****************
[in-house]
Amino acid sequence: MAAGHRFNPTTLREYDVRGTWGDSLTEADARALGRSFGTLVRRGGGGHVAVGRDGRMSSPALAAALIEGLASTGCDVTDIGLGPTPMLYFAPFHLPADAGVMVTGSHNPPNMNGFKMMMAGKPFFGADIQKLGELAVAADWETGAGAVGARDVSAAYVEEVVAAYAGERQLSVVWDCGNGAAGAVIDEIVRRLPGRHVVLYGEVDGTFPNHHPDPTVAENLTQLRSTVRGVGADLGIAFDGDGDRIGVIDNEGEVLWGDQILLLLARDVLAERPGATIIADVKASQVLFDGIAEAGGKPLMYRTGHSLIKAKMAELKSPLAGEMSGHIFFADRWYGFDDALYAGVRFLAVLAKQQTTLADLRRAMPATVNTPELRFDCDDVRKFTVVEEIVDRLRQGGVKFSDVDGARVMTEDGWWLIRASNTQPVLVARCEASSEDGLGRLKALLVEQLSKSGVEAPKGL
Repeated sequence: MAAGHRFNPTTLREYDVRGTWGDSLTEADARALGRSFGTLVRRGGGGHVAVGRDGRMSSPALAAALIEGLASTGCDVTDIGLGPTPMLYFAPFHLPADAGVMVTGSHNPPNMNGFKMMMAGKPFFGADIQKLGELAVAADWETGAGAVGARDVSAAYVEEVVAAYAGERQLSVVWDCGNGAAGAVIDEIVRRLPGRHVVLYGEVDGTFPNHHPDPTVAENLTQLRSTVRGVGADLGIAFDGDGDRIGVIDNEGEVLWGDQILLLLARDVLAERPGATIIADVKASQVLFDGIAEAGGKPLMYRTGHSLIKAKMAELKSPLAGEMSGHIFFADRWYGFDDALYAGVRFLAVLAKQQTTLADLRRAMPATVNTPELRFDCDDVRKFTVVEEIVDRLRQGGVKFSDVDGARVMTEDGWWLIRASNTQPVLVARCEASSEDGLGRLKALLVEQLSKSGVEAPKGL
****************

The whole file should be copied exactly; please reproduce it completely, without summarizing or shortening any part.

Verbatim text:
[in-house]
Amino acid sequence: MAAGHRFNPTTLREYDVRGTWGDSLTEADARALGRSFGTLVRRGGGGHVAVGRDGRMSSPALAAALIEGLASTGCDVTDIGLGPTPMLYFAPFHLPADAGVMVTGSHNPPNMNGFKMMMAGKPFFGADIQKLGELAVAADWETGAGAVGARDVSAAYVEEVVAAYAGERQLSVVWDCGNGAAGAVIDEIVRRLPGRHVVLYGEVDGTFPNHHPDPTVAENLTQLRSTVRGVGADLGIAFDGDGDRIGVIDNEGEVLWGDQILLLLARDVLAERPGATIIADVKASQVLFDGIAEAGGKPLMYRTGHSLIKAKMAELKSPLAGEMSGHIFFADRWYGFDDALYAGVRFLAVLAKQQTTLADLRRAMPATVNTPELRFDCDDVRKFTVVEEIVDRLRQGGVKFSDVDGARVMTEDGWWLIRASNTQPVLVARCEASSEDGLGRLKALLVEQLSKSGVEAPKGL
Repeated sequence: MAAGHRFNPTTLREYDVRGTWGDSLTEADARALGRSFGTLVRRGGGGHVAVGRDGRMSSPALAAALIEGLASTGCDVTDIGLGPTPMLYFAPFHLPADAGVMVTGSHNPPNMNGFKMMMAGKPFFGADIQKLGELAVAADWETGAGAVGARDVSAAYVEEVVAAYAGERQLSVVWDCGNGAAGAVIDEIVRRLPGRHVVLYGEVDGTFPNHHPDPTVAENLTQLRSTVRGVGADLGIAFDGDGDRIGVIDNEGEVLWGDQILLLLARDVLAERPGATIIADVKASQVLFDGIAEAGGKPLMYRTGHSLIKAKMAELKSPLAGEMSGHIFFADRWYGFDDALYAGVRFLAVLAKQQTTLADLRRAMPATVNTPELRFDCDDVRKFTVVEEIVDRLRQGGVKFSDVDGARVMTEDGWWLIRASNTQPVLVARCEASSEDGLGRLKALLVEQLSKSGVEAPKGL